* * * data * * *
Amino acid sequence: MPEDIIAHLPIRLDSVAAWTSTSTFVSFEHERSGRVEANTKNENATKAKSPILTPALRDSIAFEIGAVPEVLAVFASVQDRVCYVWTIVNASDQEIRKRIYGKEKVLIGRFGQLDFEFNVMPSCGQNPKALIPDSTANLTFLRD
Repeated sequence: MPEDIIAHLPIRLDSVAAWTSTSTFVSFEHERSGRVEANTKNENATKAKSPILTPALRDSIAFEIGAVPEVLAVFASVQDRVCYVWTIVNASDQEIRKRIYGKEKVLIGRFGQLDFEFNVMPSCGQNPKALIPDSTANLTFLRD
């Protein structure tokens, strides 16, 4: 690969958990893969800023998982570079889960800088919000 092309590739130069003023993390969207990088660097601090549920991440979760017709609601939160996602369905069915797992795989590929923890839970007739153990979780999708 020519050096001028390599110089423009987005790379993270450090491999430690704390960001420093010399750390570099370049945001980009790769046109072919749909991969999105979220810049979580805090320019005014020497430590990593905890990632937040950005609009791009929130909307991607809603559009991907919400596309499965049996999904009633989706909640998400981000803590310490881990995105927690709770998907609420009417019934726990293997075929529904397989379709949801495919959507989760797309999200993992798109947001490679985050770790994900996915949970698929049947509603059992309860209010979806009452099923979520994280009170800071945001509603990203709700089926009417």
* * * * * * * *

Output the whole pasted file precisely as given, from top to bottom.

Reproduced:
Amino acid sequence: MPEDIIAHLPIRLDSVAAWTSTSTFVSFEHERSGRVEANTKNENATKAKSPILTPALRDSIAFEIGAVPEVLAVFASVQDRVCYVWTIVNASDQEIRKRIYGKEKVLIGRFGQLDFEFNVMPSCGQNPKALIPDSTANLTFLRD
Repeated sequence: MPEDIIAHLPIRLDSVAAWTSTSTFVSFEHERSGRVEANTKNENATKAKSPILTPALRDSIAFEIGAVPEVLAVFASVQDRVCYVWTIVNASDQEIRKRIYGKEKVLIGRFGQLDFEFNVMPSCGQNPKALIPDSTANLTFLRD
């Protein structure tokens, strides 16, 4: 690969958990893969800023998982570079889960800088919000 092309590739130069003023993390969207990088660097601090549920991440979760017709609601939160996602369905069915797992795989590929923890839970007739153990979780999708 020519050096001028390599110089423009987005790379993270450090491999430690704390960001420093010399750390570099370049945001980009790769046109072919749909991969999105979220810049979580805090320019005014020497430590990593905890990632937040950005609009791009929130909307991607809603559009991907919400596309499965049996999904009633989706909640998400981000803590310490881990995105927690709770998907609420009417019934726990293997075929529904397989379709949801495919959507989760797309999200993992798109947001490679985050770790994900996915949970698929049947509603059992309860209010979806009452099923979520994280009170800071945001509603990203709700089926009417």